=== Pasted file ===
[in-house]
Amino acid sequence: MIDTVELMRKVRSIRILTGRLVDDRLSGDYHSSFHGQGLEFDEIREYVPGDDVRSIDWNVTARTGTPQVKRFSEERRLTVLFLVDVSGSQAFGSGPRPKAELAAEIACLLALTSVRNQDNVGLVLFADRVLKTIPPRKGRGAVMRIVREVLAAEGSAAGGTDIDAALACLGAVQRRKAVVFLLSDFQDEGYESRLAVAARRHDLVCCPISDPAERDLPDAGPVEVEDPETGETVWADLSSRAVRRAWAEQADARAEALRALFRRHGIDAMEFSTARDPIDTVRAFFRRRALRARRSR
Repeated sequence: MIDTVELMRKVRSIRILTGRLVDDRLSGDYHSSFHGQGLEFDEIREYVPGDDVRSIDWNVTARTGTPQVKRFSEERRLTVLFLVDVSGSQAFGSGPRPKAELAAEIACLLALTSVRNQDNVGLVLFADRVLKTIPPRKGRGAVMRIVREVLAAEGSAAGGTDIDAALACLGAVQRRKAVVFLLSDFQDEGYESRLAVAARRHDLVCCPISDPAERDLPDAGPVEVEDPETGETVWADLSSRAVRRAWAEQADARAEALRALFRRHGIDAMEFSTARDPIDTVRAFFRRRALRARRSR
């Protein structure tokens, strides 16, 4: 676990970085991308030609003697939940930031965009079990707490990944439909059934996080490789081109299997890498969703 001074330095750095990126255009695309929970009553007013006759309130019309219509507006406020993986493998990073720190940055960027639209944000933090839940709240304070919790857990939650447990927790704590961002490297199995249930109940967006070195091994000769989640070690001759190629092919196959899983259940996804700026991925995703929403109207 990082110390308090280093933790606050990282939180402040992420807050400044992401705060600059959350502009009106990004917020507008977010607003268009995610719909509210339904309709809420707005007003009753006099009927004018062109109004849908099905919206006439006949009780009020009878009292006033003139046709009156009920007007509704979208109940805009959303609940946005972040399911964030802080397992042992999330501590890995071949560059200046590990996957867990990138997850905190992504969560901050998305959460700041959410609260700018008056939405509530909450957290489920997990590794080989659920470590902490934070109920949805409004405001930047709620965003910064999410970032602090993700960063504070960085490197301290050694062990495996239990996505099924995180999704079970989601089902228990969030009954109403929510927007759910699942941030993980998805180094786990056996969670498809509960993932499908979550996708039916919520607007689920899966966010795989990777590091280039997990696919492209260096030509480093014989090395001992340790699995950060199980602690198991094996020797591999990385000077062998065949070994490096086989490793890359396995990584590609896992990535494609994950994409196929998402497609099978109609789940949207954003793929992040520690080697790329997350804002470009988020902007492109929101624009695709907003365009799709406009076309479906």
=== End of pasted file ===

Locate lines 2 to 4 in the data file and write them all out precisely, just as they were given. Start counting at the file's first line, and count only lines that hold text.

Amino acid sequence: MIDTVELMRKVRSIRILTGRLVDDRLSGDYHSSFHGQGLEFDEIREYVPGDDVRSIDWNVTARTGTPQVKRFSEERRLTVLFLVDVSGSQAFGSGPRPKAELAAEIACLLALTSVRNQDNVGLVLFADRVLKTIPPRKGRGAVMRIVREVLAAEGSAAGGTDIDAALACLGAVQRRKAVVFLLSDFQDEGYESRLAVAARRHDLVCCPISDPAERDLPDAGPVEVEDPETGETVWADLSSRAVRRAWAEQADARAEALRALFRRHGIDAMEFSTARDPIDTVRAFFRRRALRARRSR
Repeated sequence: MIDTVELMRKVRSIRILTGRLVDDRLSGDYHSSFHGQGLEFDEIREYVPGDDVRSIDWNVTARTGTPQVKRFSEERRLTVLFLVDVSGSQAFGSGPRPKAELAAEIACLLALTSVRNQDNVGLVLFADRVLKTIPPRKGRGAVMRIVREVLAAEGSAAGGTDIDAALACLGAVQRRKAVVFLLSDFQDEGYESRLAVAARRHDLVCCPISDPAERDLPDAGPVEVEDPETGETVWADLSSRAVRRAWAEQADARAEALRALFRRHGIDAMEFSTARDPIDTVRAFFRRRALRARRSR
């Protein structure tokens, strides 16, 4: 676990970085991308030609003697939940930031965009079990707490990944439909059934996080490789081109299997890498969703 001074330095750095990126255009695309929970009553007013006759309130019309219509507006406020993986493998990073720190940055960027639209944000933090839940709240304070919790857990939650447990927790704590961002490297199995249930109940967006070195091994000769989640070690001759190629092919196959899983259940996804700026991925995703929403109207 990082110390308090280093933790606050990282939180402040992420807050400044992401705060600059959350502009009106990004917020507008977010607003268009995610719909509210339904309709809420707005007003009753006099009927004018062109109004849908099905919206006439006949009780009020009878009292006033003139046709009156009920007007509704979208109940805009959303609940946005972040399911964030802080397992042992999330501590890995071949560059200046590990996957867990990138997850905190992504969560901050998305959460700041959410609260700018008056939405509530909450957290489920997990590794080989659920470590902490934070109920949805409004405001930047709620965003910064999410970032602090993700960063504070960085490197301290050694062990495996239990996505099924995180999704079970989601089902228990969030009954109403929510927007759910699942941030993980998805180094786990056996969670498809509960993932499908979550996708039916919520607007689920899966966010795989990777590091280039997990696919492209260096030509480093014989090395001992340790699995950060199980602690198991094996020797591999990385000077062998065949070994490096086989490793890359396995990584590609896992990535494609994950994409196929998402497609099978109609789940949207954003793929992040520690080697790329997350804002470009988020902007492109929101624009695709907003365009799709406009076309479906």